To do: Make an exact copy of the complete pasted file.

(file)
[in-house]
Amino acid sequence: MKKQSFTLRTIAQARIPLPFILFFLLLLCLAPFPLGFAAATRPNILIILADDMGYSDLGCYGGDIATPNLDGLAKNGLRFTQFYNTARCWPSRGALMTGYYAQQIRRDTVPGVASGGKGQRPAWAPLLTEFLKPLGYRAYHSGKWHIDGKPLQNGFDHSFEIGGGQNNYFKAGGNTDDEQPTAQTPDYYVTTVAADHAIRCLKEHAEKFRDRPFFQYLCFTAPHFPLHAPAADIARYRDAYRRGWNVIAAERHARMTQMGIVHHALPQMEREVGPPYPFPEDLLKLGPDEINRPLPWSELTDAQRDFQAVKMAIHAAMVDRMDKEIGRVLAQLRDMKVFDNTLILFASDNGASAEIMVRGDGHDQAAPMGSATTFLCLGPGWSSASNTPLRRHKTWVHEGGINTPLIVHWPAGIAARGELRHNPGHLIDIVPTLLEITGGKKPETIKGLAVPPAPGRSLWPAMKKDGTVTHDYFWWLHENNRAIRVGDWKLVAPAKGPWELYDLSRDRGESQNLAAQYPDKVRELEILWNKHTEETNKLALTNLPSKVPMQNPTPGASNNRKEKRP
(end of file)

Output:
[in-house]
Amino acid sequence: MKKQSFTLRTIAQARIPLPFILFFLLLLCLAPFPLGFAAATRPNILIILADDMGYSDLGCYGGDIATPNLDGLAKNGLRFTQFYNTARCWPSRGALMTGYYAQQIRRDTVPGVASGGKGQRPAWAPLLTEFLKPLGYRAYHSGKWHIDGKPLQNGFDHSFEIGGGQNNYFKAGGNTDDEQPTAQTPDYYVTTVAADHAIRCLKEHAEKFRDRPFFQYLCFTAPHFPLHAPAADIARYRDAYRRGWNVIAAERHARMTQMGIVHHALPQMEREVGPPYPFPEDLLKLGPDEINRPLPWSELTDAQRDFQAVKMAIHAAMVDRMDKEIGRVLAQLRDMKVFDNTLILFASDNGASAEIMVRGDGHDQAAPMGSATTFLCLGPGWSSASNTPLRRHKTWVHEGGINTPLIVHWPAGIAARGELRHNPGHLIDIVPTLLEITGGKKPETIKGLAVPPAPGRSLWPAMKKDGTVTHDYFWWLHENNRAIRVGDWKLVAPAKGPWELYDLSRDRGESQNLAAQYPDKVRELEILWNKHTEETNKLALTNLPSKVPMQNPTPGASNNRKEKRP